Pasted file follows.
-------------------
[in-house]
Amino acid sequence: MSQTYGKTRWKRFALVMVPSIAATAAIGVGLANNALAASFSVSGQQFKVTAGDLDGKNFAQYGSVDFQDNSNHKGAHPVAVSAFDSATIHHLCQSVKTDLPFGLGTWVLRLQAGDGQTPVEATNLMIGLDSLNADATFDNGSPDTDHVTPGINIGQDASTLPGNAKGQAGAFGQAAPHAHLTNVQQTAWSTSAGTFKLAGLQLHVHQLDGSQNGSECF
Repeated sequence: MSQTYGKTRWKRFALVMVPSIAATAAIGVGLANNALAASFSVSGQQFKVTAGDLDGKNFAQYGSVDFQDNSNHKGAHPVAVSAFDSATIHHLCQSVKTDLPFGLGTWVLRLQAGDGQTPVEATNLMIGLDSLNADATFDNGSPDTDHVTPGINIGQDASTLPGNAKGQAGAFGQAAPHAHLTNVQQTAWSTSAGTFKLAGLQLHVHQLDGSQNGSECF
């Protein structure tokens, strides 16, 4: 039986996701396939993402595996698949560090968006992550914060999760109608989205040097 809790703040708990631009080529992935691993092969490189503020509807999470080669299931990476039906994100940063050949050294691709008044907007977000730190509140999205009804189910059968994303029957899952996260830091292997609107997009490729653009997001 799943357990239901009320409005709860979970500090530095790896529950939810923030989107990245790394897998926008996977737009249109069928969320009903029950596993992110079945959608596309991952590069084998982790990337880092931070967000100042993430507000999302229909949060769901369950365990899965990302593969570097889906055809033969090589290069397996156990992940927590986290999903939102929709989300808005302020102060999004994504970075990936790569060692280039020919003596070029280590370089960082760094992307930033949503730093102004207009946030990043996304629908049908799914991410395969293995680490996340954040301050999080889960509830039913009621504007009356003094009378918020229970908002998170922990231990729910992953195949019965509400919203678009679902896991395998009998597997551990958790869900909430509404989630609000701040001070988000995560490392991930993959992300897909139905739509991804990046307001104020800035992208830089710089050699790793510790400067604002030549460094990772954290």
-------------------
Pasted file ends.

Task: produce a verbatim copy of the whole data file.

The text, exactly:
[in-house]
Amino acid sequence: MSQTYGKTRWKRFALVMVPSIAATAAIGVGLANNALAASFSVSGQQFKVTAGDLDGKNFAQYGSVDFQDNSNHKGAHPVAVSAFDSATIHHLCQSVKTDLPFGLGTWVLRLQAGDGQTPVEATNLMIGLDSLNADATFDNGSPDTDHVTPGINIGQDASTLPGNAKGQAGAFGQAAPHAHLTNVQQTAWSTSAGTFKLAGLQLHVHQLDGSQNGSECF
Repeated sequence: MSQTYGKTRWKRFALVMVPSIAATAAIGVGLANNALAASFSVSGQQFKVTAGDLDGKNFAQYGSVDFQDNSNHKGAHPVAVSAFDSATIHHLCQSVKTDLPFGLGTWVLRLQAGDGQTPVEATNLMIGLDSLNADATFDNGSPDTDHVTPGINIGQDASTLPGNAKGQAGAFGQAAPHAHLTNVQQTAWSTSAGTFKLAGLQLHVHQLDGSQNGSECF
């Protein structure tokens, strides 16, 4: 039986996701396939993402595996698949560090968006992550914060999760109608989205040097 809790703040708990631009080529992935691993092969490189503020509807999470080669299931990476039906994100940063050949050294691709008044907007977000730190509140999205009804189910059968994303029957899952996260830091292997609107997009490729653009997001 799943357990239901009320409005709860979970500090530095790896529950939810923030989107990245790394897998926008996977737009249109069928969320009903029950596993992110079945959608596309991952590069084998982790990337880092931070967000100042993430507000999302229909949060769901369950365990899965990302593969570097889906055809033969090589290069397996156990992940927590986290999903939102929709989300808005302020102060999004994504970075990936790569060692280039020919003596070029280590370089960082760094992307930033949503730093102004207009946030990043996304629908049908799914991410395969293995680490996340954040301050999080889960509830039913009621504007009356003094009378918020229970908002998170922990231990729910992953195949019965509400919203678009679902896991395998009998597997551990958790869900909430509404989630609000701040001070988000995560490392991930993959992300897909139905739509991804990046307001104020800035992208830089710089050699790793510790400067604002030549460094990772954290």